This measure could have the effect of destabilizing Asia and the Pacific and this is understood by an important part of public opinion in Japan which is against the Abe administration. However, this opinion does not have the political power to stop the Japanese government's initiative, he said.

In the face of this situation China could launch a political offensive in order to try and convince Japanese public opinion that the announced measure goes against Japanese interests, he advised.

"The new interpretation of the constitution that Japan's cabinet has adopted now may do little good to the security situation in the Asia-Pacific region," Angel Maestro, a Spanish columnist of the Financial World and a expert on asian affairs.

Japan's neighbors may worry this is the sign of a new rise of the fascism in Japan's Political Arena. These countries may strengthen their defense forces as insurance against the possibility that Japan has chosen an expansionist foreign policy as it did during the Second World War, which would raise tensions in the region and escalate conflicts that already exist, he said.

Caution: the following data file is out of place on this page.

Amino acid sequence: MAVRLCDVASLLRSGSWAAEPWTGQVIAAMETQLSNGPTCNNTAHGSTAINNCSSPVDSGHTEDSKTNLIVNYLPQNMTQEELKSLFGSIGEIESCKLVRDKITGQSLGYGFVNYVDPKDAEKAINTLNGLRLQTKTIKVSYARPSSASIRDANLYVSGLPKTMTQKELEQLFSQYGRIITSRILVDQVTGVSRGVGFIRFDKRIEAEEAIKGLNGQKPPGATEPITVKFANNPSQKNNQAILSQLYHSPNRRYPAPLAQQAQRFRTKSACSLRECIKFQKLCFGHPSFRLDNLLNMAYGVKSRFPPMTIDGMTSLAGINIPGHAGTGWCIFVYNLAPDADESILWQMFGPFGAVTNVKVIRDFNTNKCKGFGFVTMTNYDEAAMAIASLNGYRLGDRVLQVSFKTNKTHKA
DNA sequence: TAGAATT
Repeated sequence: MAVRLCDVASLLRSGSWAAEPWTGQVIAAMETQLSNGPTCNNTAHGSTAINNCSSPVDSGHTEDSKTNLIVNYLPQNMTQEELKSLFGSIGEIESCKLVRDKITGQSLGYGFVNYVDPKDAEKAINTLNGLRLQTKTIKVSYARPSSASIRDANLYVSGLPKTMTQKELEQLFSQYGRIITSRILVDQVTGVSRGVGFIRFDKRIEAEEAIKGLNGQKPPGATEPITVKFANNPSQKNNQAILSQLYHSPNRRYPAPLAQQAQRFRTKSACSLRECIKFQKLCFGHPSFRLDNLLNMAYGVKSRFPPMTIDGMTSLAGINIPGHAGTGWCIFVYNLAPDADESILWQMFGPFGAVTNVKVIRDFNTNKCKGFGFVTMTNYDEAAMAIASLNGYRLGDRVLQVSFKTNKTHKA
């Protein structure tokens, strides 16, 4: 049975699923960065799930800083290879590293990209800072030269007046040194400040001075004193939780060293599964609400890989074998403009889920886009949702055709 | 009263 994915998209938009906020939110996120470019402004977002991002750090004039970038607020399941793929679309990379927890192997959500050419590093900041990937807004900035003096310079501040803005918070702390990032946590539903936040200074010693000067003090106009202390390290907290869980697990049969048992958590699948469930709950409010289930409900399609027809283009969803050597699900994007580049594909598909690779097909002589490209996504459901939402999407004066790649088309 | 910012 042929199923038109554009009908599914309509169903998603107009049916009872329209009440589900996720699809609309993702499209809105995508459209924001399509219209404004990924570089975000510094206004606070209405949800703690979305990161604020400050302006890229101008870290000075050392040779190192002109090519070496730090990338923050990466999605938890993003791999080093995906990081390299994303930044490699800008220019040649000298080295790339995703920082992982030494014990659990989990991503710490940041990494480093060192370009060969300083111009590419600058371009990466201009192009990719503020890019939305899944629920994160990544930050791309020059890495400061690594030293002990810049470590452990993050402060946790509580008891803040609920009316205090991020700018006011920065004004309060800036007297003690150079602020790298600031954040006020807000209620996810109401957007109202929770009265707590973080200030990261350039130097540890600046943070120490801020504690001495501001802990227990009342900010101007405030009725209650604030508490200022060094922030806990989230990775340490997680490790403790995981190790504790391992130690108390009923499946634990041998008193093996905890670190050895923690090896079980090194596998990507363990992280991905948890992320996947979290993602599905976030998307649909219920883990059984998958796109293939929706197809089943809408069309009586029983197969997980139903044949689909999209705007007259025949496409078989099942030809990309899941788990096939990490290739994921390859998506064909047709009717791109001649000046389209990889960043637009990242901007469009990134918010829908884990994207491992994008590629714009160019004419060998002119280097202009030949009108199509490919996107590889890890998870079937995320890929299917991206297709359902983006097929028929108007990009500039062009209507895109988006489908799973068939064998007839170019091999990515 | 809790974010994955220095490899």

"I think it may increase the historical mistrust that Japan already faces from its neighboring countries, especially China and Korea, about its military intentions," said Piin-Fen Kok, Director of China, East Asia and United States Program with the EastWest Institute.

It' s up to Japan to explain clearly to its neighbors why it is doing this, and why this is good for regional and global security. Japan also needs to provide assurances to its neighbors that it will not revert to its militaristic past, Kok said.

"Collective self-defense is a compromise born from Shinzo Abe's political will, who leads a group of people that don't represent the mainstream of Japanese politics," Professor Axel Berkofsky, senior associate research fellow of Italian Institute for International Political Studies (ISPI) has told Xinhua.

"It is funny to say that Japan should regain the respect of the world. It was just saying: It's a weak commitment, a political move, a dream, a vision of Abe himself," he added.

- Xinhua (Editor:Wang Xin、Huang Jin)

Japan’s removal of ban on collective self-defense stirs international unease

The Japanese cabinet has approved a resolution that would allow the country to exercise the right of collective self-defense by reinterpreting the Pacifist Constitution.